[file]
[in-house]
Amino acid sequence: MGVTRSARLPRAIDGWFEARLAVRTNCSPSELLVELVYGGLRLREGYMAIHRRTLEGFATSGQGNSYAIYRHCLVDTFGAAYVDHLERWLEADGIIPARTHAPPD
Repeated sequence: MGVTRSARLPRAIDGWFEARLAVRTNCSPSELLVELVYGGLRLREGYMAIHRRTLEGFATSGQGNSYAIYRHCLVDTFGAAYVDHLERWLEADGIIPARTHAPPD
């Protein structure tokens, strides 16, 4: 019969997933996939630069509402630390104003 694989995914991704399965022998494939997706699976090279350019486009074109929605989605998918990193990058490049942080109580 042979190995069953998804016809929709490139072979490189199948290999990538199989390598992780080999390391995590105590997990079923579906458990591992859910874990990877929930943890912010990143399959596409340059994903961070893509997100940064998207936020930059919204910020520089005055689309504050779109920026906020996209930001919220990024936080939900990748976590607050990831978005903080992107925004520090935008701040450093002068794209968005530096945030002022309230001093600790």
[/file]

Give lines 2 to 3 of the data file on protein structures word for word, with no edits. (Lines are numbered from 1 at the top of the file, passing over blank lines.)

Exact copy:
Amino acid sequence: MGVTRSARLPRAIDGWFEARLAVRTNCSPSELLVELVYGGLRLREGYMAIHRRTLEGFATSGQGNSYAIYRHCLVDTFGAAYVDHLERWLEADGIIPARTHAPPD
Repeated sequence: MGVTRSARLPRAIDGWFEARLAVRTNCSPSELLVELVYGGLRLREGYMAIHRRTLEGFATSGQGNSYAIYRHCLVDTFGAAYVDHLERWLEADGIIPARTHAPPD